End Domestic Abuse Wisconsin (WCADV)'s core philosophy of a Coordinated Community Response to domestic violence is that domestic violence is a community problem and so requires the entire community to address the issue.
Since their inception in Wisconsin in the mid-1980s, Coordinated Community Response (CCR) teams have brought together key players in community systems, usually on a county-wide basis, to develop strategies and procedures in systems response to domestic violence and sexual assault.
Many CCR teams begin with the criminal process in their coordination, but that is only one small piece of the community. Because the court is not a system that all victims choose to use, an effective CCR team will include members from schools, mental health and other health care providers, neighborhood centers, faith communities, county extension agencies, ethnic organizations, and many other groups. CCR must go beyond the legal system to truly create a wide network of support for victims, especially regarding communities of color, people with disabilities, and elders.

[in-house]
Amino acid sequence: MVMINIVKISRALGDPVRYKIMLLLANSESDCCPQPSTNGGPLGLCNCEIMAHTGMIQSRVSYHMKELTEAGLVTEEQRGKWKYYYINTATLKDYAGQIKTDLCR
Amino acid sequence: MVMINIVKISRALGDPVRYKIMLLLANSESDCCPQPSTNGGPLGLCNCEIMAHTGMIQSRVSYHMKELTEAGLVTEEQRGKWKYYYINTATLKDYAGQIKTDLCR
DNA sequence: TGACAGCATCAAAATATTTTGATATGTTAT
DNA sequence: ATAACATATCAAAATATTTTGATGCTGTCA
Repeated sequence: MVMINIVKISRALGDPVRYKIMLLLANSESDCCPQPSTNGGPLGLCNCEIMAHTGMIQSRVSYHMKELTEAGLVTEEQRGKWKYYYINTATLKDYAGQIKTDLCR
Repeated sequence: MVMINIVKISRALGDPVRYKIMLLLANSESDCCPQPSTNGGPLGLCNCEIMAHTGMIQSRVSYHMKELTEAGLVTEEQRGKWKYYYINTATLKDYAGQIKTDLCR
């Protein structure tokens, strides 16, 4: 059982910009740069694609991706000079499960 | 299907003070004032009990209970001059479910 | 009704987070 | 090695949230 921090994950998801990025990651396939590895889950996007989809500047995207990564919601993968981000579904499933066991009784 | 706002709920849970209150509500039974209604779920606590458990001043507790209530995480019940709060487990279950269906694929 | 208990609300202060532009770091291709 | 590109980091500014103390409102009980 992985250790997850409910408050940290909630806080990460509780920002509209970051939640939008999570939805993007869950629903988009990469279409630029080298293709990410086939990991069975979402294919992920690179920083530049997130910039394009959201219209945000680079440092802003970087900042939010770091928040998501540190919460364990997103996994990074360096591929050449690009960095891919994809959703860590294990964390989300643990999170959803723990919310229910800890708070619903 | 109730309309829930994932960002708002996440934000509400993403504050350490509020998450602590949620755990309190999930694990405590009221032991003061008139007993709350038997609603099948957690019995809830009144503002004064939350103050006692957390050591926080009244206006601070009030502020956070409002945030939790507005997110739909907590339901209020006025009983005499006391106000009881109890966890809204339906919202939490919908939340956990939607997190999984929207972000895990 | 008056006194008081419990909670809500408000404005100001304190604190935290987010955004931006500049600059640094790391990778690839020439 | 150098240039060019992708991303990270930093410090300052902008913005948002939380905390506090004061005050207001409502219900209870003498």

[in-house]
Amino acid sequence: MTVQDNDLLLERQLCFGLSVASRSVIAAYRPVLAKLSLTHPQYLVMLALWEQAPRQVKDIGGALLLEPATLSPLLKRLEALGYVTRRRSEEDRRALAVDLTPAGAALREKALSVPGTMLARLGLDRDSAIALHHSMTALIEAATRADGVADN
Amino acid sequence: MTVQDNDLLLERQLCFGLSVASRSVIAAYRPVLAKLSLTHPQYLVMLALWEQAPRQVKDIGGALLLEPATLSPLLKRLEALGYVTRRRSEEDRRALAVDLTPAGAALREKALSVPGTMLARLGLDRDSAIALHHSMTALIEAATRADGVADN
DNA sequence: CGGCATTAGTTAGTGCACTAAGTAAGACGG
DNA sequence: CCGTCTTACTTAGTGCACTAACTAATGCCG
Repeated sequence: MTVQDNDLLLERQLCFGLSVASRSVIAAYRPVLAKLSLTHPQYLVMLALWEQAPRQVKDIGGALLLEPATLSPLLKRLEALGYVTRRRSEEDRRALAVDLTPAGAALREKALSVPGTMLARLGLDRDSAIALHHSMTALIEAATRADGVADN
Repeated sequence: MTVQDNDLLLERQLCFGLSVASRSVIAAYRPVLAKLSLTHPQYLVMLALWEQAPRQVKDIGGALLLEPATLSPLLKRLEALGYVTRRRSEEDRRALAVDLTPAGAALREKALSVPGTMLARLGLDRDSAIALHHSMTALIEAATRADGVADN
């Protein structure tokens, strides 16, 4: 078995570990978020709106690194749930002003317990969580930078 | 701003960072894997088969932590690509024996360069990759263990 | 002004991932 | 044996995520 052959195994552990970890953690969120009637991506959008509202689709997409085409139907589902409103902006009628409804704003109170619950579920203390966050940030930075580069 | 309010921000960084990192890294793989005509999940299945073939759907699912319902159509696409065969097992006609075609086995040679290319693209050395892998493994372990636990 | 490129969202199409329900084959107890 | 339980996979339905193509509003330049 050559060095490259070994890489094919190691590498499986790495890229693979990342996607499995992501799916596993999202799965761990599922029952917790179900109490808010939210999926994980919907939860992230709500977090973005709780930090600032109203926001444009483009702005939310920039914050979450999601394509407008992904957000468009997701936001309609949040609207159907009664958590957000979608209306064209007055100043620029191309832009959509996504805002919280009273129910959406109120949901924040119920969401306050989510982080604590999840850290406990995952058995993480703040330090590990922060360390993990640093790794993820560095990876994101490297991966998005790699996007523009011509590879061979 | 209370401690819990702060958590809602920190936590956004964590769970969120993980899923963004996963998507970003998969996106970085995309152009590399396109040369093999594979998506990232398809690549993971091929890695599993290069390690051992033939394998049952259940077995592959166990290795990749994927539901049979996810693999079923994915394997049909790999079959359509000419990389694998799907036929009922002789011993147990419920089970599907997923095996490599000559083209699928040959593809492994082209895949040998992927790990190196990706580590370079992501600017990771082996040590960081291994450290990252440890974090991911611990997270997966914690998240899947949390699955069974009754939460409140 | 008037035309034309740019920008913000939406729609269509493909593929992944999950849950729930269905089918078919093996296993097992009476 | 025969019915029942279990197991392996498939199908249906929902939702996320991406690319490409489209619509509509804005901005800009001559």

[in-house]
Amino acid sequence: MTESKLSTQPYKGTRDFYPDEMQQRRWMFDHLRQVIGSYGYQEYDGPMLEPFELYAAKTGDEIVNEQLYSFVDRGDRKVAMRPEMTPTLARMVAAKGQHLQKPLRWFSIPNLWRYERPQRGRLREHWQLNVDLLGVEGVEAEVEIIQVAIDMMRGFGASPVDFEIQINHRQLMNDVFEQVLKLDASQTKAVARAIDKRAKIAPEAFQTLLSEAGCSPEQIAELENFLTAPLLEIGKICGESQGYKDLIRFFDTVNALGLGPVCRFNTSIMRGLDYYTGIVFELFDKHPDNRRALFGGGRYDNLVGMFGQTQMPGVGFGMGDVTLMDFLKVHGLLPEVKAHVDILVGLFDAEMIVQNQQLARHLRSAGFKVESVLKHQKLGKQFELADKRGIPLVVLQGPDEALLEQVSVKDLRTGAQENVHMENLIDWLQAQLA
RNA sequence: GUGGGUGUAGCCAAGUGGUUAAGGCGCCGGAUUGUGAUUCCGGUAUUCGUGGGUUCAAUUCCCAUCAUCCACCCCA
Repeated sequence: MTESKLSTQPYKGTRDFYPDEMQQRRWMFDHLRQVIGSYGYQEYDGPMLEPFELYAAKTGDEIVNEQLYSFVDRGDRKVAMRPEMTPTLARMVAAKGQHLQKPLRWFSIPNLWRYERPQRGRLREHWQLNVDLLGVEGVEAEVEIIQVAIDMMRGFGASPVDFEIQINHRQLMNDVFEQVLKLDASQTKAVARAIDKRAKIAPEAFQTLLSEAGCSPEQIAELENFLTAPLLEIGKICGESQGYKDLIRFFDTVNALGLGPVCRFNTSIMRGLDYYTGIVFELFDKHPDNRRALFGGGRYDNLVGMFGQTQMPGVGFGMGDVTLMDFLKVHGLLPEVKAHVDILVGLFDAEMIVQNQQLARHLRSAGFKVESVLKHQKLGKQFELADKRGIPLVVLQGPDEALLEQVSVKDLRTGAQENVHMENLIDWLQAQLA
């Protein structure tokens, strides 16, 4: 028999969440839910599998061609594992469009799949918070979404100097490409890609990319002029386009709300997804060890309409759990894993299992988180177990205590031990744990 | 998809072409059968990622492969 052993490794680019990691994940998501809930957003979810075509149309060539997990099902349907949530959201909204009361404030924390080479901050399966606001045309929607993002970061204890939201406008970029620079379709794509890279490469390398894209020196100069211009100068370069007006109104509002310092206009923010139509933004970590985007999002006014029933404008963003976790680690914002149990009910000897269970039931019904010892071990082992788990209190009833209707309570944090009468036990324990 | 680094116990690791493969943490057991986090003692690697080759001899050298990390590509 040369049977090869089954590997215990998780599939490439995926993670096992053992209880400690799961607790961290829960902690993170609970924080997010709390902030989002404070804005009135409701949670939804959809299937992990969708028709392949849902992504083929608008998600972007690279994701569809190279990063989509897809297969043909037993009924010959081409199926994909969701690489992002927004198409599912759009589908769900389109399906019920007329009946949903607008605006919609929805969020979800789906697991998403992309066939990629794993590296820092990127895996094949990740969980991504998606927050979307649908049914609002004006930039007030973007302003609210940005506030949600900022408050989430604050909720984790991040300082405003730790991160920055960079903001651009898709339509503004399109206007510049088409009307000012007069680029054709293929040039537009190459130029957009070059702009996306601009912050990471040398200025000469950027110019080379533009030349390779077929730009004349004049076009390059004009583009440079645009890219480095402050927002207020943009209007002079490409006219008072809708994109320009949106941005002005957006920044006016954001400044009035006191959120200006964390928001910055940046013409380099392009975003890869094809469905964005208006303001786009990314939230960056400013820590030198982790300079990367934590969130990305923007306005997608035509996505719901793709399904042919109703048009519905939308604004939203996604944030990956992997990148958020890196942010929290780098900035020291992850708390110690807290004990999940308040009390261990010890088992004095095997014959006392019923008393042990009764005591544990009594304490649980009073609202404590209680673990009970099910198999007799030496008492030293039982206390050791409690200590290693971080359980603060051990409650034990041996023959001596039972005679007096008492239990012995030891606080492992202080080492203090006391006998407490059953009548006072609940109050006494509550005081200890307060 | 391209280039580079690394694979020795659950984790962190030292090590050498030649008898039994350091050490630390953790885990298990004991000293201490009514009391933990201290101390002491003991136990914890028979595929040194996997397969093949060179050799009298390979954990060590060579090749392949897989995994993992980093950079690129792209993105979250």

Each CCR team creates its own specific goals, but most CCRs have goals around these key areas:
- Ensure a victim-centered response to violence and access to community resources
- Hold offenders accountable
- Ensure all communities, including underserved populations, affected by domestic violence have a voice and access to culturally appropriate responses
- Promote a collective position on awareness of domestic violence as a community problem and a community responsibility to prevent domestic violence
For more information and resources on developing a coordinated community response, you can find our published toolkit here!